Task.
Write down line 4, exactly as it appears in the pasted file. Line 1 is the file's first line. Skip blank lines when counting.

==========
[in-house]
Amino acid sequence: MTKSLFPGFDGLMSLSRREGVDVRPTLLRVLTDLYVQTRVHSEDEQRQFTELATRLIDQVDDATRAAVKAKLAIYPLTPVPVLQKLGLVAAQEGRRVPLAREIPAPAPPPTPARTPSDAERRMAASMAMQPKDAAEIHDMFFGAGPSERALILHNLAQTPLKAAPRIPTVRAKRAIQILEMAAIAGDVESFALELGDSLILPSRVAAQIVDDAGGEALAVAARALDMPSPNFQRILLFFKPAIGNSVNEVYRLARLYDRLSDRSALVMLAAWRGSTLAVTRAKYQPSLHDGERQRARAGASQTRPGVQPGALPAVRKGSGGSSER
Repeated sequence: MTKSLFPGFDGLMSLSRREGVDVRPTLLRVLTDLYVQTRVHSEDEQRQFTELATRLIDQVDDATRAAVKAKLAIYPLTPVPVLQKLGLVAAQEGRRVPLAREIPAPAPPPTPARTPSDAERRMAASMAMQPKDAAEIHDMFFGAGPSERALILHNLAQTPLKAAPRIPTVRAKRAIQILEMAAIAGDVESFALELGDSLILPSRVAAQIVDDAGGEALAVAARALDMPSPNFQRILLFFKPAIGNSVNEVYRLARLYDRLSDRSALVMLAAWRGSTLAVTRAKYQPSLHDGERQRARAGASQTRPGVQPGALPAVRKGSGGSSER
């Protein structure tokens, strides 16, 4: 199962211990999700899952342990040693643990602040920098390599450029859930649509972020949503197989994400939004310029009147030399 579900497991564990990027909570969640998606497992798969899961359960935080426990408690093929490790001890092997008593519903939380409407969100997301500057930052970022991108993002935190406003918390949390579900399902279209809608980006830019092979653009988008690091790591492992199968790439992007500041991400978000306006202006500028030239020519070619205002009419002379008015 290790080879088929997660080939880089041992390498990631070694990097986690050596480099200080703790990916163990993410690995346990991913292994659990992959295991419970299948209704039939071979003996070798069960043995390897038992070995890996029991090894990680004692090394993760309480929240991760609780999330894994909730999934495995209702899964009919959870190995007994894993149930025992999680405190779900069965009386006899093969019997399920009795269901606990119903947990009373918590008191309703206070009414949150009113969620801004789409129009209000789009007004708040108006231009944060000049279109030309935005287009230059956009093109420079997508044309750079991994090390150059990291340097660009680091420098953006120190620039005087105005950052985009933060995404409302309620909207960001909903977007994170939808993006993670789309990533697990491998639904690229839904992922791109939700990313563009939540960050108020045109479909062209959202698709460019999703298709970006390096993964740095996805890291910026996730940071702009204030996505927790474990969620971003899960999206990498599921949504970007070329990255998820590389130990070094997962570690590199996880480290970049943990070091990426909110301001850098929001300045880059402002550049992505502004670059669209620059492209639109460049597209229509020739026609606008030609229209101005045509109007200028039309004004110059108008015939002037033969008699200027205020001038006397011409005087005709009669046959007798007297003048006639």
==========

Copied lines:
């Protein structure tokens, strides 16, 4: 199962211990999700899952342990040693643990602040920098390599450029859930649509972020949503197989994400939004310029009147030399 579900497991564990990027909570969640998606497992798969899961359960935080426990408690093929490790001890092997008593519903939380409407969100997301500057930052970022991108993002935190406003918390949390579900399902279209809608980006830019092979653009988008690091790591492992199968790439992007500041991400978000306006202006500028030239020519070619205002009419002379008015 290790080879088929997660080939880089041992390498990631070694990097986690050596480099200080703790990916163990993410690995346990991913292994659990992959295991419970299948209704039939071979003996070798069960043995390897038992070995890996029991090894990680004692090394993760309480929240991760609780999330894994909730999934495995209702899964009919959870190995007994894993149930025992999680405190779900069965009386006899093969019997399920009795269901606990119903947990009373918590008191309703206070009414949150009113969620801004789409129009209000789009007004708040108006231009944060000049279109030309935005287009230059956009093109420079997508044309750079991994090390150059990291340097660009680091420098953006120190620039005087105005950052985009933060995404409302309620909207960001909903977007994170939808993006993670789309990533697990491998639904690229839904992922791109939700990313563009939540960050108020045109479909062209959202698709460019999703298709970006390096993964740095996805890291910026996730940071702009204030996505927790474990969620971003899960999206990498599921949504970007070329990255998820590389130990070094997962570690590199996880480290970049943990070091990426909110301001850098929001300045880059402002550049992505502004670059669209620059492209639109460049597209229509020739026609606008030609229209101005045509109007200028039309004004110059108008015939002037033969008699200027205020001038006397011409005087005709009669046959007798007297003048006639």